With legislative budgets tightening and state funding for public education decreasing, colleges and universities should consistently being looking for ways to increase revenue. One major revenue stream for colleges and universities is alumni donations. However, a comprehensive model to better understand the factors that influence alumni to support their graduating university has not been developed. Additionally, the role that athletics plays in attracting alumni contributions to the general university fund has not been fully explored. It is proposed in this chapter that support for the university is influenced by how identified alumni are with their university. Identification with an organization, such as a university, has previously been defined as “the perception of oneness with or belongingness to an organization, where the individual defines him or herself in terms of the organization(s) in which he or she is a member” (Mael and Ashforth, 1992, p. 103). It is proposed in this chapter that identification with a university is influenced by three distinct categories of antecedents. Academic program variables, athletic program variables, and individual variables are all posited to increase university identification. In turn, university identification is proposed to increase the amount of support an alumnus provides to the university. The chapter finishes with a discussion of the potential implications of increased university identification and future research opportunities.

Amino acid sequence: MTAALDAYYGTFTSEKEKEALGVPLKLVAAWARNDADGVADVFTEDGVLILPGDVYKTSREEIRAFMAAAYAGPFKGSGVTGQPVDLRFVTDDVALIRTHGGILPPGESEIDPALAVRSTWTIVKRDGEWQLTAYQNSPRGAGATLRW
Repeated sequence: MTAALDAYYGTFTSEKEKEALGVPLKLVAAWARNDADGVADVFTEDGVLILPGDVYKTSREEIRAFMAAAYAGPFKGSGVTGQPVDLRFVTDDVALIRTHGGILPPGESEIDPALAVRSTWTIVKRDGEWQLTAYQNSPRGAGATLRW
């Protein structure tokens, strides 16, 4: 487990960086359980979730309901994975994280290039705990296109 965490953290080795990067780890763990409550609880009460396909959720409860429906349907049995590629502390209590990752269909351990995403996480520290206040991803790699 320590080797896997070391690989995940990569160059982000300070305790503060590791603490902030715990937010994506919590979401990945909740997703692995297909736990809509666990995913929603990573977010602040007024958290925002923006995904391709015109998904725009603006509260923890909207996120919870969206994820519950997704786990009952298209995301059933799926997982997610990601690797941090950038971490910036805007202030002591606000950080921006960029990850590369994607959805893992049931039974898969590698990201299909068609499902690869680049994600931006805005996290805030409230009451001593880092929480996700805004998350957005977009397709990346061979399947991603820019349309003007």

The concept of commitment in sport marketing has largely been regarded as unidimensional. In the broader study of organizational behavior, commitment has been studied as a multidimensional construct. The multiple dimensions of commitment construe that one's behavior can be conveyed by different psychological states, comparable to those found to characterize different forms of commitment. The multidimensional perspective appears to yield more detailed and relevant information regarding a consumer's commitment in predicting specific behaviors. In past decades, a variety of researchers in organizational psychology and organizational behavior have investigated the relationship between motivation and commitment in order to better understand the two processes and their impact on behavior. However, there have been few attempts to integrate the two domains in order to demonstrate how motives and commitment combine to influence sport consumer behavior. Accordingly, a model of commitment and its relationship to sport consumer motives (i.e., antecedent) and behavioral intentions (i.e., consequence) is proposed.